477 (1)Recently, we bought our cat some food. She didn’t like it (cats!) but the name struck me. It was by a brand called James Wellbeloved. What a wonderful name! I would happily give up my (rather cool, I think) surname to be called Wellbeloved, it’s even better than the surname of someone I know, who is called “Friend.”

Of course, the Bible calls us all well-beloved. God himself says that he loves us. In the Song of Solomon (2:16) it says: “My beloved is mine and I am his; he browses among the lilies.” Mystical literature often returns to the theme of God as Lover of our souls, he who desires us and whom we desire, and their words are full of promises, such as that of the English mystic Dame Julian of Norwich, who wrote: “God loved us before he made us; and his love has never diminished and never shall.”

Sometimes I feel that God does not, cannot love me. I cannot see much to love in myself, although I see much to love in others. I am far harder on myself than on other people – I can see beyond the faults of those I meet (mostly) to find something in them worthy of love, something loveable. Of course, part of the problem when applying that to myself is that I recognise theologically that we are not, in fact, worthy of love. The Bible says that we all deserve death, because we have sinned against our God. Indeed, it was humans just like us who called for and received God’s death, and who still continue to sin, even though we follow him.

In some ways, I am still stuck at pre-conversion. By that I mean that I have a great sense of my own sin and inadequacy, but seem to have failed to move past that, into the free life of confidence in God’s love for me, in his passion for me and my well-being, into an acceptance of myself as God’s beloved.

I think that the root of my own mental illness is this perfectionism, is the idea that, no matter what I do or how hard I try, I am never good enough. Never a good enough friend, daughter, Christian, human being; that I am a failure, not perfect, and therefore worthless. My own theological education has exacerbated that, by teaching me strongly about sin and death, and the highly conservative Protestant books I read while in my final year at university, that year when I was the most acutely ill, which concentrated on human sinfulness and unworthiness of God in preference to the love of God, really didn’t help. I can give myself sticks to beat myself with from Scripture, words of condemnation for various sins I am sure I am committing (and the ones most hard to argue out of are the more nebulous ones – not stealing, but failing to act out of love; not murder, but bitterness.)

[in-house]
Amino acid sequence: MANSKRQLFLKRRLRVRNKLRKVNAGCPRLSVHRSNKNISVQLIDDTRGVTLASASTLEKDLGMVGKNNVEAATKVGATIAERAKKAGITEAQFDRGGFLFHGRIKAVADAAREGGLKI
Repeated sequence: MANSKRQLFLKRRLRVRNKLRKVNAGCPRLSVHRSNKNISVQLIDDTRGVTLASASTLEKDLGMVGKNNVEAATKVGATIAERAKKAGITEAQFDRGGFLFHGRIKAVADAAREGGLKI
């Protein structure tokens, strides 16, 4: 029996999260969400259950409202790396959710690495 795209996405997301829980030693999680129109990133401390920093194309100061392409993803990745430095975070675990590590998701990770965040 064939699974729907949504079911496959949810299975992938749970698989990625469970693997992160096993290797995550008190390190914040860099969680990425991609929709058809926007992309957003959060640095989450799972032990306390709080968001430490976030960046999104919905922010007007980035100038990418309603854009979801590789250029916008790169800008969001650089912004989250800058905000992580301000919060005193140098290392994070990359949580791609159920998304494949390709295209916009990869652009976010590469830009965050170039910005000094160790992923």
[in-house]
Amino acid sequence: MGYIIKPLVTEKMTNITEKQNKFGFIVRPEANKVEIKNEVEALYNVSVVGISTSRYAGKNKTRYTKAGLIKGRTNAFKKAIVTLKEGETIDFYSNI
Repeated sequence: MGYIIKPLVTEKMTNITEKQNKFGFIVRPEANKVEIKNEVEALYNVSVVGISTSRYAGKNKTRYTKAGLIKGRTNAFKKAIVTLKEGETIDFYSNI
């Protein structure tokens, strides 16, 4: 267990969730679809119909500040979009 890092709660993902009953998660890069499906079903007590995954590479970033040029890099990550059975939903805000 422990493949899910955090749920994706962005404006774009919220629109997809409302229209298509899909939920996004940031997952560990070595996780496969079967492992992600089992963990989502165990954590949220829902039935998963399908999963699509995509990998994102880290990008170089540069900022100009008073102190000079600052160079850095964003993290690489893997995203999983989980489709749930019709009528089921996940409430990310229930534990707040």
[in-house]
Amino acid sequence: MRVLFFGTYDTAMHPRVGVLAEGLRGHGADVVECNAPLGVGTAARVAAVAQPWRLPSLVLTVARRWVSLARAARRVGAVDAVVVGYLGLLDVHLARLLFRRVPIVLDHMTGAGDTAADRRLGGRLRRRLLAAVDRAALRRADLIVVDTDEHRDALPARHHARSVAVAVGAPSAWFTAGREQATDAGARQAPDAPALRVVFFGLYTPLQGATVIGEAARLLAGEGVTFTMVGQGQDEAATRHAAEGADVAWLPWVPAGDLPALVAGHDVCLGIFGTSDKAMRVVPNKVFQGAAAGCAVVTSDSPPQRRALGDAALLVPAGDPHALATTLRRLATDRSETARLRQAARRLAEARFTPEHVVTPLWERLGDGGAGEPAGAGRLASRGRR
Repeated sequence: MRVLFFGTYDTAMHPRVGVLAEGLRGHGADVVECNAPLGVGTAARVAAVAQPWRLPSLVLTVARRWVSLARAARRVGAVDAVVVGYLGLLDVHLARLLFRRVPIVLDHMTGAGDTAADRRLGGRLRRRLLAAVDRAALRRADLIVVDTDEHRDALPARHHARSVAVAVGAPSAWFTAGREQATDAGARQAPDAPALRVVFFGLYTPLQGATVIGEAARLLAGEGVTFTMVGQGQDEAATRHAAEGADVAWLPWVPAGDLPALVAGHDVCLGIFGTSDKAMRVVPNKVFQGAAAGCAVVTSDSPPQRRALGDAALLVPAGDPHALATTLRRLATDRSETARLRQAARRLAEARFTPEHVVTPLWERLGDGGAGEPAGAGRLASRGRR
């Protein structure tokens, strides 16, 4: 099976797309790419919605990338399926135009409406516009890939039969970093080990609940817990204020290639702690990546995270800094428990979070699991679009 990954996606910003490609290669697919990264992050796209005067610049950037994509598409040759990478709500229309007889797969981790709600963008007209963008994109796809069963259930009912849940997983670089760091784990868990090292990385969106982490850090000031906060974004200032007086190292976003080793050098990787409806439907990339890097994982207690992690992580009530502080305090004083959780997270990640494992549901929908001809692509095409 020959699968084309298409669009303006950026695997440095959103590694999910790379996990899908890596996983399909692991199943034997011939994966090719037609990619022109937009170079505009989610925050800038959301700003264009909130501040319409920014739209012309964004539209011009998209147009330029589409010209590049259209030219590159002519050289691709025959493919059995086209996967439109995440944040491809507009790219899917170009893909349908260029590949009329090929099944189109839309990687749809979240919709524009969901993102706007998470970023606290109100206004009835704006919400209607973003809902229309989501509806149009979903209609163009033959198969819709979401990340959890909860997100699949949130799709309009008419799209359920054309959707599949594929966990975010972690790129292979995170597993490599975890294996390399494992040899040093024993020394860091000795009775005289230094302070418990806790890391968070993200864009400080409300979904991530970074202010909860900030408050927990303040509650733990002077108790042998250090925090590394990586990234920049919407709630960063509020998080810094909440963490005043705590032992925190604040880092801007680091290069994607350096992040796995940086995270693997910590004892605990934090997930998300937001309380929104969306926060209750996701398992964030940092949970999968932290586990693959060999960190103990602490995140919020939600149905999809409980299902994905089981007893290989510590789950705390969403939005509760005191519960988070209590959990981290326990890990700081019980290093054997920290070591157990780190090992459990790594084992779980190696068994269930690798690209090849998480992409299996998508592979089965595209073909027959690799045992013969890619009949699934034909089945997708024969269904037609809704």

I wonder whether bipolarity is also a personality trait – I tend to extremes. I either drink far too much, or not at all; smoke a lot, or not at all; play computer games until my eyes stream with tears, or ignore it for months. I was an evangelical atheist, then became a Christian. Now most of my life is consumed with Christianity, with reading – I have not read a secular book in many months – with thinking, with church and wanting to become a priest. I am immoderate, and while I think that, in terms of Christian “stuff” (books, church services, whatever) this is not a bad thing, I worry about my tendency to see myself as either/or : either a sinner, forever unworthy of God, or else not in need of God at all. I am at the first stage – I find it hard to accept that God loves me, accepts me, sees me as his beloved child, but I worry that I will wind up in the second, that the pain of feeling worthless all the time will eventually turn me away from church and from the things of God entirely. It is easier to fall from a height than a shallow; easier to reject God from loving him than it is from a matter of indifference.

The answer, of course, is hope. Trusting in God, and repeating to myself that he does love me, that he proved once and for all that he loves me by his death, and that his promise to me, of freedom from the mental torture of my own thoughts, comes by way of Easter. I hope, one day, that by repeating the truth, that I am beloved, well-beloved, that God is in me and around me and with me always, that he looks on me, and sees me in the same way he sees Christ, and that – those wonderful words – he is my Friend, and I am his, I hope one day to fully accept – in the heart as well as the head, that I am worth something to the only person to whom that matters, my God.

I leave you with a prayer from Dame Julian of Norwich, and then with a YouTube video of a song called “My Beloved” by Kari Jobe (lyrics underneath the video.)

“God, of thy goodness, give me Thyself;
for Thou art enough for me,
and I can ask for nothing less
that can be full honour to Thee.
And if I ask anything that is less,
ever Shall I be in want,
for only in Thee have I all.”
― Julian of Norwich


You’re my beloved, you’re my bride
To sing over you is my delight
Come away with me my love

Under my mercy come and wait
Till we are standing face to face
I see no stain on you my child

You’re beautiful to me
So beautiful to me

I sing over you my song of peace
Cast all your care down at my feet
Come and find your rest in me

I’ll breathe my life inside of you
I’ll bear you up on eagle’s wings
And hide you in the shadow of my strength

I’ll take you to my quiet waters
I’ll restore your soul
Come rest in me and be made whole

You’re my beloved, you’re my bride
To sing over you is my delight
Come away with me my love

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